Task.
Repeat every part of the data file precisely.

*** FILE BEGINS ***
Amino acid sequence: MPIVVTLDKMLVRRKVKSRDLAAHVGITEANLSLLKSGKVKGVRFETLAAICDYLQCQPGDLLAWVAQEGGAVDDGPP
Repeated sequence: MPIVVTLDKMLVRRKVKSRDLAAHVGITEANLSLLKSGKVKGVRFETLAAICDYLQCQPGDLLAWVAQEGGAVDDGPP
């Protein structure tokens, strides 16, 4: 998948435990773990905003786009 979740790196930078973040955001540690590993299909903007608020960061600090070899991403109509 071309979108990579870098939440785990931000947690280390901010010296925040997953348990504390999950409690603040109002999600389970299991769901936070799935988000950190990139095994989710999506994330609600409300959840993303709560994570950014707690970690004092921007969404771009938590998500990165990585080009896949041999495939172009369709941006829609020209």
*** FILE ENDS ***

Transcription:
Amino acid sequence: MPIVVTLDKMLVRRKVKSRDLAAHVGITEANLSLLKSGKVKGVRFETLAAICDYLQCQPGDLLAWVAQEGGAVDDGPP
Repeated sequence: MPIVVTLDKMLVRRKVKSRDLAAHVGITEANLSLLKSGKVKGVRFETLAAICDYLQCQPGDLLAWVAQEGGAVDDGPP
């Protein structure tokens, strides 16, 4: 998948435990773990905003786009 979740790196930078973040955001540690590993299909903007608020960061600090070899991403109509 071309979108990579870098939440785990931000947690280390901010010296925040997953348990504390999950409690603040109002999600389970299991769901936070799935988000950190990139095994989710999506994330609600409300959840993303709560994570950014707690970690004092921007969404771009938590998500990165990585080009896949041999495939172009369709941006829609020209």